[UPDATE] Damaging African Land Snails Can Eat Stucco

By: Florida Department of Agriculture and Consumer Services Release
By: Florida Department of Agriculture and Consumer Services Release

UPDATE 9/16 -

Snails are known for being slow… but agriculture experts are working fast to stop these snails from spreading across south Florida.

Dr. Paul Skelley from the Florida Department of Agriculture says they believe they have caught this just in the nick of time. An invasion - of slimy, striped-shelled pests, that, at least by snail standards, live up to their name Giant African Land Snails.

But not everyone thinks they're gross. Jason Kesser says he thinks they're extraordinary, "I think they are beautiful but they populate at an incredible rate i mean exponentially is an understatement"

Jason Kesser saw one the for first time at his mother's house in Miami, "I thought it was like a dream or something it was like a mythic creature that walked it was about this big"

At the time he didn't realize the snails were dangerous.. But as soon as the Florida Department of Agriculture learned there were giant African snails in Miami, it joined with the USDA to launch an emergency response -- searching houses around SW 33rd court for the snails - they've already found about a thousand.

Skelley says, "These were just found shaking out some foliage and looking in some leaf litter" The snails quickly destroy vegetation, they'll eat stucco off a house.. And just one snail can lay 12-hundred eggs a year "It can actually become so numerous it becomes traffic hazards I've heard of the shells puncturing tires" says Skelly.

And the snails can carry a parasite that causes meningitis. Which is why Jason Kesser is thankful he didn't decide to get rid of the snails on his own. He says, "We got to the point where we were just going to maybe boil them up and eat them. We're just not that french so we didn't go for that thank god we didn't because i think that probably would've been unhealthy."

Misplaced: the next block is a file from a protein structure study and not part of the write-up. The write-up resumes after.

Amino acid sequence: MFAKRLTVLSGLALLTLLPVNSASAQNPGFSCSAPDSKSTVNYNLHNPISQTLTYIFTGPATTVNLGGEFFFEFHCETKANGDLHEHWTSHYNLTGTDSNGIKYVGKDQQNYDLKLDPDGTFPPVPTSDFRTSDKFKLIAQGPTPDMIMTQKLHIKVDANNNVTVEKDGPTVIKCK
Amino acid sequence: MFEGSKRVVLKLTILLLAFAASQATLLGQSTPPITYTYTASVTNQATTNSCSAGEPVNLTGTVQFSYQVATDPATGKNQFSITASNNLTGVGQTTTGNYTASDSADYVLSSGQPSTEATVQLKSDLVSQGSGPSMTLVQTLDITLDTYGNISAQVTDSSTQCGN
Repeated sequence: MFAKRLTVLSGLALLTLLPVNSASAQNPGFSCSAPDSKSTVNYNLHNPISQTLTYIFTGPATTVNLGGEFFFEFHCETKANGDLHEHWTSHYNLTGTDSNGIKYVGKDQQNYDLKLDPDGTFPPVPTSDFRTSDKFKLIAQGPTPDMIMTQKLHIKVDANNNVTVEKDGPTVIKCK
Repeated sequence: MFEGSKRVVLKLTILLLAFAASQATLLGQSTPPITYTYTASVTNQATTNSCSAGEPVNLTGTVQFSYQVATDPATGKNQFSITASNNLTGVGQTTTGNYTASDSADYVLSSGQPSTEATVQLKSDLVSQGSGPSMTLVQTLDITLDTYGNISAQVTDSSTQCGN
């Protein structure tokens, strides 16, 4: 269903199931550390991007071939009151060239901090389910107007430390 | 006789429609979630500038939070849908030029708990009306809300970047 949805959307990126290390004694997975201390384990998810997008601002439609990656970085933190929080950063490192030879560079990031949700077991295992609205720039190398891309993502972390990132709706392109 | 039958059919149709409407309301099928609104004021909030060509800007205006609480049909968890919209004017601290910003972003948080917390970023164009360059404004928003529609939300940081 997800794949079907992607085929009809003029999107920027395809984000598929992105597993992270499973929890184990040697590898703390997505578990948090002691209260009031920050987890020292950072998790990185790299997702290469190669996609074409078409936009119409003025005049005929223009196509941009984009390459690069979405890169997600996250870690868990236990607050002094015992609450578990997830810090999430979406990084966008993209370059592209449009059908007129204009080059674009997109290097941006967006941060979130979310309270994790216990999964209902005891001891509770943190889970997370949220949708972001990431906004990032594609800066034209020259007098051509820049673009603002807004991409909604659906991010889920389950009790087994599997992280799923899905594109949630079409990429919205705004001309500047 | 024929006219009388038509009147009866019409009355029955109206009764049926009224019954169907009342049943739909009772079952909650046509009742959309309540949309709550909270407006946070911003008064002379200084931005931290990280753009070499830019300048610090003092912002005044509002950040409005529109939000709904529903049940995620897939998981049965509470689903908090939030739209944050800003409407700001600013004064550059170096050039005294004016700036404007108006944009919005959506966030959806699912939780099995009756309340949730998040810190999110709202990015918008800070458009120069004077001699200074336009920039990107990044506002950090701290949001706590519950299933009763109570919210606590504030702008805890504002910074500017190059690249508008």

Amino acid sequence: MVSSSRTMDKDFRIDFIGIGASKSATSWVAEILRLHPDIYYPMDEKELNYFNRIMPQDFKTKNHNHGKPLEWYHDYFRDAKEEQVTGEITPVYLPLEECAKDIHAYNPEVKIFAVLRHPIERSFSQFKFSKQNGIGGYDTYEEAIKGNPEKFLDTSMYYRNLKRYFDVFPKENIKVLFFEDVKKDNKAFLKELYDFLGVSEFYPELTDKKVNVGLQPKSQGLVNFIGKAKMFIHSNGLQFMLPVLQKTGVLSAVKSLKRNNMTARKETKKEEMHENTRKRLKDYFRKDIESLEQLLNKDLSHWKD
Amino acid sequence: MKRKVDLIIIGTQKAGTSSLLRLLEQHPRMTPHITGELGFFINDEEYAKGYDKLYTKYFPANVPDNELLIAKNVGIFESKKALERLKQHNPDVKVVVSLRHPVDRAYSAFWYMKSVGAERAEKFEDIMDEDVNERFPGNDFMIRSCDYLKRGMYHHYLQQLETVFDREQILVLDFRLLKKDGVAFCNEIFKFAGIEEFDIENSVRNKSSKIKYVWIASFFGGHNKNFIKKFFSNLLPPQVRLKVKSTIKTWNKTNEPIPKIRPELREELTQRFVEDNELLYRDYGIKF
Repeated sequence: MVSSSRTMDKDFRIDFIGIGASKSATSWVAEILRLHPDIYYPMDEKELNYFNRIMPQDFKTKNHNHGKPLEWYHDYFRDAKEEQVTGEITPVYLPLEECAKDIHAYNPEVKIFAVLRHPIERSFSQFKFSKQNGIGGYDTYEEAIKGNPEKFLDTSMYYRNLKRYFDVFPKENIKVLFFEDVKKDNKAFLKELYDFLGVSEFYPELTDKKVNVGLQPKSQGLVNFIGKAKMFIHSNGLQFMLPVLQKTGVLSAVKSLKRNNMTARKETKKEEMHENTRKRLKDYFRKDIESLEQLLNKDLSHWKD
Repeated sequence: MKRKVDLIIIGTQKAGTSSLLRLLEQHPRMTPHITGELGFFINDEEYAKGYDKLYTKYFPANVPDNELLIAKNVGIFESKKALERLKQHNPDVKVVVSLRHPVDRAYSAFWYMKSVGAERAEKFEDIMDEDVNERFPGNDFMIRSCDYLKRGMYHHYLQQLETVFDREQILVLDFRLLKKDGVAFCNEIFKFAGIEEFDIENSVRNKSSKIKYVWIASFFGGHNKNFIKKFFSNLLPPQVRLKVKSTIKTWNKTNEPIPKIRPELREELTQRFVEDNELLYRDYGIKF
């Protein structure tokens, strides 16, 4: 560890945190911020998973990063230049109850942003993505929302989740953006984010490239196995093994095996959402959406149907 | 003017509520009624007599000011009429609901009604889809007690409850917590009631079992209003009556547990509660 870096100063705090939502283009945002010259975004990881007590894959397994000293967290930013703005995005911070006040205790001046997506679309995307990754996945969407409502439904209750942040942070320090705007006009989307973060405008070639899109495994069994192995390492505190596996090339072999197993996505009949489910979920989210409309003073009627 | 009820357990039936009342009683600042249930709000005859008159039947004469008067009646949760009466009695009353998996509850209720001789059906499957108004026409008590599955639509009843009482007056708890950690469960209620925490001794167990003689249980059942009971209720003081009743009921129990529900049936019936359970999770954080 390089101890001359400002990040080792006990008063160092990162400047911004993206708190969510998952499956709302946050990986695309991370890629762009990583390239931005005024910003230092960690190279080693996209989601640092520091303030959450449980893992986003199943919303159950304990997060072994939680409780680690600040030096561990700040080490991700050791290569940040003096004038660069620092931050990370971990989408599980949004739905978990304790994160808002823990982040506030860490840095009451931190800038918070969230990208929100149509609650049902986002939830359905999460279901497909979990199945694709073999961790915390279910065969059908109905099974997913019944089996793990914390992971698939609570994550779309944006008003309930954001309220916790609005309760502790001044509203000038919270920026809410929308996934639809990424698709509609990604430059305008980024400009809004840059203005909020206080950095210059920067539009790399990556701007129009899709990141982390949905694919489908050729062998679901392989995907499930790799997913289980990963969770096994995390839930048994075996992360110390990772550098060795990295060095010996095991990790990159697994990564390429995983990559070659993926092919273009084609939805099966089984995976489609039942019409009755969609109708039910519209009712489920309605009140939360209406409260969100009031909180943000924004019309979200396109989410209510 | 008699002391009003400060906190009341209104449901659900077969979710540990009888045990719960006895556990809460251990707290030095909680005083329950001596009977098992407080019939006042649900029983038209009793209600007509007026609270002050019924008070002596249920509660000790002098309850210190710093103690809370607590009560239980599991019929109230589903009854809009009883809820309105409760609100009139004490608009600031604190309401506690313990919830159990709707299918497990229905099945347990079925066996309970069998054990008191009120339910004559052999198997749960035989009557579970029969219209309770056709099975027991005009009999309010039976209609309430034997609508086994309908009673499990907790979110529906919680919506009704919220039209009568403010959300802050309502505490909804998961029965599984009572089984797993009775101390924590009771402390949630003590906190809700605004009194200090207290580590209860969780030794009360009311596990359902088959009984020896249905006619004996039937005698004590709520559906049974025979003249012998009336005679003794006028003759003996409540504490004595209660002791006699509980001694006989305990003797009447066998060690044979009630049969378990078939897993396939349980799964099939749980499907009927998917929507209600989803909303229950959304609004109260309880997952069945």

Tallahassee, FL – September 15, 2011 -

The Florida Department of Agriculture and Consumer Services has positively identified a population of Giant African land snails (GALS) in Miami-Dade County. The Giant African land snail is one of the most damaging snails in the world because they consume at least 500 different types of plants, can cause structural damage to plaster and stucco, and can carry a parasitic nematode that can lead to meningitis in humans.

“Florida faces constant challenges from invasive pests and diseases that arrive through cargo, travelers’ luggage, air currents, and plant and animal agricultural products,” said Agriculture Commissioner Adam Putnam. “Enlisting the help of the public in the early detection of these pests and diseases is critical to containing and ultimately eradicating them in our state.”

The Giant African land snail, Achatina fulica, is one of the largest land snails in the world, growing up to eight inches in length and more than four inches in diameter. When full grown, the snail’s brownish shell consists of seven to nine whorls (spirals) that cover at least half the length of its long and greatly swollen body whorl (see photo below).

Each snail can live as long as nine years and contains both female and male reproductive organs. After a single mating session, each snail can produce 100 to 400 eggs. In a typical year, every mated adult lays about 1,200 eggs.

Achatina fulica is originally from East Africa and has established itself throughout the Indo-Pacific Basin, including the Hawaiian Islands. This pest has also been introduced into the Caribbean islands of Martinique and Guadeloupe with recent detections in Saint Lucia and Barbados.

The last reported outbreak and eradication of the Giant African land snail in Florida occurred in 1966 when a boy smuggled three Giant African land snails into Miami as pets. The boy’s grandmother released the snails into her garden and seven years later, more than 18,000 snails were found costing more than $1 million and taking an additional 10 years to successfully eradicate this pest from Florida. This is the only known successful giant African land snail eradication program.